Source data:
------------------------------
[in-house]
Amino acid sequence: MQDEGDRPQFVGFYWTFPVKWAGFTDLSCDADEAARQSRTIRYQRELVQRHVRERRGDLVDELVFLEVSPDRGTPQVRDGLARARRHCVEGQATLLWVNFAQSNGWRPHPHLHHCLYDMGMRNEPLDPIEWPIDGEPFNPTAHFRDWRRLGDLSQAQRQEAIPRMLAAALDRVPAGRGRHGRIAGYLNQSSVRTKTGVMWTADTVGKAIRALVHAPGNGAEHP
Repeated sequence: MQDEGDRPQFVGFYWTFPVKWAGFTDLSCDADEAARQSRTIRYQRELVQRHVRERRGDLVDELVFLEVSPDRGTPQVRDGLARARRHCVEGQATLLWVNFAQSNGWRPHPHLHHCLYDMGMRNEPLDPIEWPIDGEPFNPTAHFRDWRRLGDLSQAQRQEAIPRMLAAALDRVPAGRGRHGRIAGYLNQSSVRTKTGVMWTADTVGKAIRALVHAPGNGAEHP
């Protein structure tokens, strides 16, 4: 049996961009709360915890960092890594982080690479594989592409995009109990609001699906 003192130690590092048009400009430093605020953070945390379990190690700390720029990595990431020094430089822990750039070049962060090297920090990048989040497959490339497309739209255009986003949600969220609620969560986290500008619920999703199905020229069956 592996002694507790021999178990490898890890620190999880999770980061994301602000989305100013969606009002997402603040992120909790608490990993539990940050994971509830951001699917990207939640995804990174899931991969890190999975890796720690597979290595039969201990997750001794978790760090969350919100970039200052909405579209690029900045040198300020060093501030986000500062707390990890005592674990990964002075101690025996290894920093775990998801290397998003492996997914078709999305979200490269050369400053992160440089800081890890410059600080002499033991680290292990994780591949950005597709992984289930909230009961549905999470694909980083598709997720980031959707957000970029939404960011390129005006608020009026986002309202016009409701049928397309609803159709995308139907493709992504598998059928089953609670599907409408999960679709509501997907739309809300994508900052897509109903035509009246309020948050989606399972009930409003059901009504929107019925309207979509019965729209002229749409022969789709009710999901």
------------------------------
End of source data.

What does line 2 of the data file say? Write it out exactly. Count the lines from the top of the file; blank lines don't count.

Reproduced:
Amino acid sequence: MQDEGDRPQFVGFYWTFPVKWAGFTDLSCDADEAARQSRTIRYQRELVQRHVRERRGDLVDELVFLEVSPDRGTPQVRDGLARARRHCVEGQATLLWVNFAQSNGWRPHPHLHHCLYDMGMRNEPLDPIEWPIDGEPFNPTAHFRDWRRLGDLSQAQRQEAIPRMLAAALDRVPAGRGRHGRIAGYLNQSSVRTKTGVMWTADTVGKAIRALVHAPGNGAEHP